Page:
Contrary to popular belief, geisha are not the Eastern equivalent of a prostitute; a misconception originating in the West due to interactions with Japanese oiran courtesans , whose traditional attire is similar to that of geisha. The most literal translation of geisha into English would be "artist", "performing artist", or "artisan". This term is used to refer to geisha from Western Japan, which includes Kyoto and Kanazawa. The white make-up and elaborate kimono and hair of a maiko is the popular image held of geisha. A woman entering the geisha community does not have to begin as a maiko, having the opportunity to begin her career as a full geisha. Either way, however, usually a year's training is involved before debuting either as a maiko or as a geisha.
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History of cosmetics
Geisha: Makeup, Hairstyles, and History of Highly Skilled Artists
Feb 25, Jan 1, A Buddhist priest Kanjo is said to have been the first to make lead-based face powder in Japan, and delighted Empress Jito by presenting this new invention to her. Empress Jito Makeup. Women wore their hair very long and straight, almost reaching the floor; applied white face powder, plucked their eyebrows and repainted them higher on the forehead; and blackened their teeth. Heian Makeup. Illustrated texts such as Shichiju-ichi-ban shokunin uta-awase Poetry Contest Among People of Various Occupations in Seventy-One Rounds show us that by this time craftsmen of rouge and face powder were well known to urban people Muromachi.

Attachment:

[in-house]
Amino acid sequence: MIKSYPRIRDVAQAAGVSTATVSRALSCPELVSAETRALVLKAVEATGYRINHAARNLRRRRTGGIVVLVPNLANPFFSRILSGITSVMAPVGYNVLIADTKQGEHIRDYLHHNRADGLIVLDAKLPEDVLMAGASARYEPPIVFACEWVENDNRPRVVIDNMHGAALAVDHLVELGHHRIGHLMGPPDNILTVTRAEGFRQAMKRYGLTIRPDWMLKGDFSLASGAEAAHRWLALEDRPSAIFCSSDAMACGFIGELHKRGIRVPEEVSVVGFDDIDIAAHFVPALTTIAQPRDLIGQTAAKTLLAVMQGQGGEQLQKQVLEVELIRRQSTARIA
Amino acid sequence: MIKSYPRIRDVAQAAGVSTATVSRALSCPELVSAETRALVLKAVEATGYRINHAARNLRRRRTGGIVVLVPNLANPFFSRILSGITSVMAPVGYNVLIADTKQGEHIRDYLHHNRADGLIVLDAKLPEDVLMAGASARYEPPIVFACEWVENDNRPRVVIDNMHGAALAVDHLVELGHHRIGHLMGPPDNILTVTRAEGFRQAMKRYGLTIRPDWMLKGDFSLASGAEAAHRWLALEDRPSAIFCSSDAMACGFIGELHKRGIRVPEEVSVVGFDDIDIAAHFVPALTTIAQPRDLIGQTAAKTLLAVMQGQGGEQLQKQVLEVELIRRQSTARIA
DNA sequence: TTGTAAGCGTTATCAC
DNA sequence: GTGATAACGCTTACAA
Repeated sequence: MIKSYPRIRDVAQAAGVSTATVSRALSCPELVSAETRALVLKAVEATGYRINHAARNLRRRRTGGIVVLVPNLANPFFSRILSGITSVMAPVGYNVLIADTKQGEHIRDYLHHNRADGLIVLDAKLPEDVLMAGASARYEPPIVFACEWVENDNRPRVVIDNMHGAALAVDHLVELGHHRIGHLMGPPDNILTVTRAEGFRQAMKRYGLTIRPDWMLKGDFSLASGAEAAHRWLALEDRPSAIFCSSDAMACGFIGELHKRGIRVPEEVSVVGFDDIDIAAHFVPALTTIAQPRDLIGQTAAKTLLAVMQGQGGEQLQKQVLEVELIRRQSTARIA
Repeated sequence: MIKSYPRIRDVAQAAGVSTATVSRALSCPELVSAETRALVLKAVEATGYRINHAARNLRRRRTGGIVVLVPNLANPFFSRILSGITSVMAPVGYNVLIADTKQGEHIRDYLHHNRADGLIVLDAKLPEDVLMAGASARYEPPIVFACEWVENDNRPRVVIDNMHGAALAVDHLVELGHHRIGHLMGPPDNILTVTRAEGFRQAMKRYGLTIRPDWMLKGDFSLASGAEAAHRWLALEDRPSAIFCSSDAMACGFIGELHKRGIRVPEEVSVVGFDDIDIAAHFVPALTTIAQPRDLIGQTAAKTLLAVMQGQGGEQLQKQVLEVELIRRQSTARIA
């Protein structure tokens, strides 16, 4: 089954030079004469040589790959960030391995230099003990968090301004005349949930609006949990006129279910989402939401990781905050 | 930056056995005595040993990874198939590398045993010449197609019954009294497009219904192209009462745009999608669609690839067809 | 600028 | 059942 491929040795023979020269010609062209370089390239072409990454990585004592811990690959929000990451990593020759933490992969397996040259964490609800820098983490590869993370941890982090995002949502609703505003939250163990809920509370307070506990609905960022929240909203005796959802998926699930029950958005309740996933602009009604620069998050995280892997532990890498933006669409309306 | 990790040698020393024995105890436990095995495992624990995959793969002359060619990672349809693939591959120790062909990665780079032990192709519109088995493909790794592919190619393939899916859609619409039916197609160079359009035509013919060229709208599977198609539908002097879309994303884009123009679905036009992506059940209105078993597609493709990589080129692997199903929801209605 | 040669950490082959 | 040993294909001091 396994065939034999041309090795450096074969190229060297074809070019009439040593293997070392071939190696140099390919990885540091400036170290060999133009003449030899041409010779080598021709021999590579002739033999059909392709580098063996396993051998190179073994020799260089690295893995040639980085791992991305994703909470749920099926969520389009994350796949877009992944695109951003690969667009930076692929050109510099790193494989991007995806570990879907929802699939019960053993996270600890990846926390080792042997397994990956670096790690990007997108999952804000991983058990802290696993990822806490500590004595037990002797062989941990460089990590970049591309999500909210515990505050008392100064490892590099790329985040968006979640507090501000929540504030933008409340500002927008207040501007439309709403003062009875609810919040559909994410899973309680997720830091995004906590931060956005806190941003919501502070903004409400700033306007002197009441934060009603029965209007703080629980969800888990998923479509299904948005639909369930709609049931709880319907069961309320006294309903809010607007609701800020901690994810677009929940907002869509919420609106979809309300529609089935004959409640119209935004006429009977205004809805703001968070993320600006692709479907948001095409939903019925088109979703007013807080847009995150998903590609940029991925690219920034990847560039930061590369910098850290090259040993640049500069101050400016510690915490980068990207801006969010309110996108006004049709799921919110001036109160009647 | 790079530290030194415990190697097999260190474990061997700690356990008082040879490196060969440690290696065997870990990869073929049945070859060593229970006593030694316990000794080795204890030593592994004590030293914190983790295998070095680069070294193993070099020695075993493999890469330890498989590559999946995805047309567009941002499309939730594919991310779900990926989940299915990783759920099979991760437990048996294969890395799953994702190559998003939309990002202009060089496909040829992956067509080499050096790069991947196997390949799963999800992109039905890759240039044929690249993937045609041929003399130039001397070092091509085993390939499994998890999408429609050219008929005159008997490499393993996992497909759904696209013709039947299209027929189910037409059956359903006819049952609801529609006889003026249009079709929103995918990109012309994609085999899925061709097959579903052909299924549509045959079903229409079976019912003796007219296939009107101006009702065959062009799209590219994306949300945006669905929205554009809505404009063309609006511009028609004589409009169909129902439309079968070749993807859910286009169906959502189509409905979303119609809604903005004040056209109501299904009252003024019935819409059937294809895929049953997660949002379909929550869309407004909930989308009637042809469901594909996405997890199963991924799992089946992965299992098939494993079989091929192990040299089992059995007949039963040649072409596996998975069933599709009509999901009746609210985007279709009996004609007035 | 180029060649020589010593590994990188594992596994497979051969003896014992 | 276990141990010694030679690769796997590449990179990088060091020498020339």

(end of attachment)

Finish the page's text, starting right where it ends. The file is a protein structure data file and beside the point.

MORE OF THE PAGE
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With over 10 thousand years of experience, chemists, cosmetologists, fashion designers, religious leaders and governments had incredible impact over the world of cosmetics. Because it is in human nature to always strive to perfection and new ways to express ourselves, cosmetic played a really big role in our advancements from ancient civilization to the modern way of life. Cosmetics helped us change the way we look, fixed out bodies in time of sickness and enabled us to express our religion and beliefs. All that started some 12 thousand years ago when Ancient Egyptians discovered healing abilities of scented oils. From that point, their cosmetic industry rose higher and higher to the point when it became important part of their religion.
August 4, by TOKI. For Part 1, please click here. Now that you know a little about the hard work and commitment required to become a geisha if you've read the first post! The role of geisha in Japanese culture has evolved over hundreds of years to arrive at the iconic cultural status we recognize today.